Which one/s will you be at? It’d be a blast to see you there too.

Marcin Retecki says:

on April 13, 2009 at 6:54 pm

That was really nice post, Joe. Zack Arias did amazing job with that shot, and with all the pressure, wow, he is really “cold blooded”. Thanks for sharing the story about desert and your emotions. Not many photographers share what they think about besides business and art. Hope to cya on twitter soon! (there are already 7 Joes McNally on there so dun forget to let us know which one is you!)

Debs says:

on April 13, 2009 at 7:43 pm

I Just bought your book Hot Shoe Diaries, great information. Your blog brings great inspiration to many of us and I hope to see you on Twitter as well.

Craig Ferguson says:

on April 13, 2009 at 8:28 pm

Joe, if you still have a lot to learn, what hope is there for the rest of us? :)

Zac Grimaldo says:

on April 13, 2009 at 10:26 pm

Hey Joe, it’s funny reading your blog. It reminds me of days gone by, (in the olden days), when photographers would hang out and shoot the breeze at the lab, while waiting for snips…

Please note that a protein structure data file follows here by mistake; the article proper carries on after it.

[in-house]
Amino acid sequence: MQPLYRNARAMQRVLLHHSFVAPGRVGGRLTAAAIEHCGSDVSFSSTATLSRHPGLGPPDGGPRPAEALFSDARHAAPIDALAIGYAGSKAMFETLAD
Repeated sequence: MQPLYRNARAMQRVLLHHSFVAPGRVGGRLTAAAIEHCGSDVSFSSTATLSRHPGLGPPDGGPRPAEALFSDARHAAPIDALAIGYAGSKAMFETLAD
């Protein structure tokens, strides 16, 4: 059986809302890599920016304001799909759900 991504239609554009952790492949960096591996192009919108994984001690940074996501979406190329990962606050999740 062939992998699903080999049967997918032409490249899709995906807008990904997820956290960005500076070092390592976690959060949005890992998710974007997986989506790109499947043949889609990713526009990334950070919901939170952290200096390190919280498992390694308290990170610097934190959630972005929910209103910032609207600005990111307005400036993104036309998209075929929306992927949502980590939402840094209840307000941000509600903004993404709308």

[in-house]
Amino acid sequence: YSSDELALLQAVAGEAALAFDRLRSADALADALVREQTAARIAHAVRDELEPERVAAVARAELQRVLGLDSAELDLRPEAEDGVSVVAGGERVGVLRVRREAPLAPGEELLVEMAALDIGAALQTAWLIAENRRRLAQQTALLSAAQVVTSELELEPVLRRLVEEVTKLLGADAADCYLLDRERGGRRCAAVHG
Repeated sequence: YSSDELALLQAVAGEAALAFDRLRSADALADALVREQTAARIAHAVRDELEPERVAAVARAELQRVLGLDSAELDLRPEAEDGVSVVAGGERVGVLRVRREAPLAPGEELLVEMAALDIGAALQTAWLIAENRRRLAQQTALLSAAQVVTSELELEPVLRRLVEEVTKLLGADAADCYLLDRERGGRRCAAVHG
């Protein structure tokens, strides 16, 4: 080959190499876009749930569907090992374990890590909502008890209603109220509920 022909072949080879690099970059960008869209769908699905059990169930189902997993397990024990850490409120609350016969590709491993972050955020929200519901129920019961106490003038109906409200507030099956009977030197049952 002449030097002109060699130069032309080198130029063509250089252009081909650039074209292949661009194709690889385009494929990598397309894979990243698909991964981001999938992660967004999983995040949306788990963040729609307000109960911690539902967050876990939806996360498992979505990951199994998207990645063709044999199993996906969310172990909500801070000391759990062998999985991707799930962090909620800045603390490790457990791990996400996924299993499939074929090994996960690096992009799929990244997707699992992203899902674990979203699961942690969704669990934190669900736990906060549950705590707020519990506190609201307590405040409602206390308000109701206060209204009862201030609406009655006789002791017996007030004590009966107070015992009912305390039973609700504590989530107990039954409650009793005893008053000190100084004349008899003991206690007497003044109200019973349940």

A cool app for your new iPhone is Focalware, I use it on location shoots. It uses your GPS to tell you where and when the sun/moon will be at any time of the day/night, and at what point in the sky it will be. It’s great for preplanning shots throughout the day!

Also, there are seven Joe McNally’s on Twitter, go figure.

Lindsey says:

on April 13, 2009 at 11:28 pm

There isn’t a person in the world that has a wry sense of humor, quick wit, incredible talent, humility, humanity, and a childlike sense of wonder and eagerness to learn. Oh, wait a minute, it’s you! You Rock! Thanks for another great post!

Mark says:

on April 13, 2009 at 11:53 pm

Great post again, my man. Hope the family is well – glad you got the chance to see them. I was wiped out with some nasty somethinorother on Bunny Day. Stil working my way through THSD…taking notes along the way.

Jani Sourander says:

on April 14, 2009 at 6:47 am

Very nice this portrait of Terry Tempest Williams. Calm blue feeling, eyes closet – and this approaching rock will soon hit her face and break the silence.

Derrick Young says:

on April 14, 2009 at 9:48 am

Your Blog is a constant source of entertainment for me and like a previous comment stated it feels like hanging out at the water cooler with like minded friends. My family thinks I am nuts as I sit reading your blog laughing to myself and your comments and humour.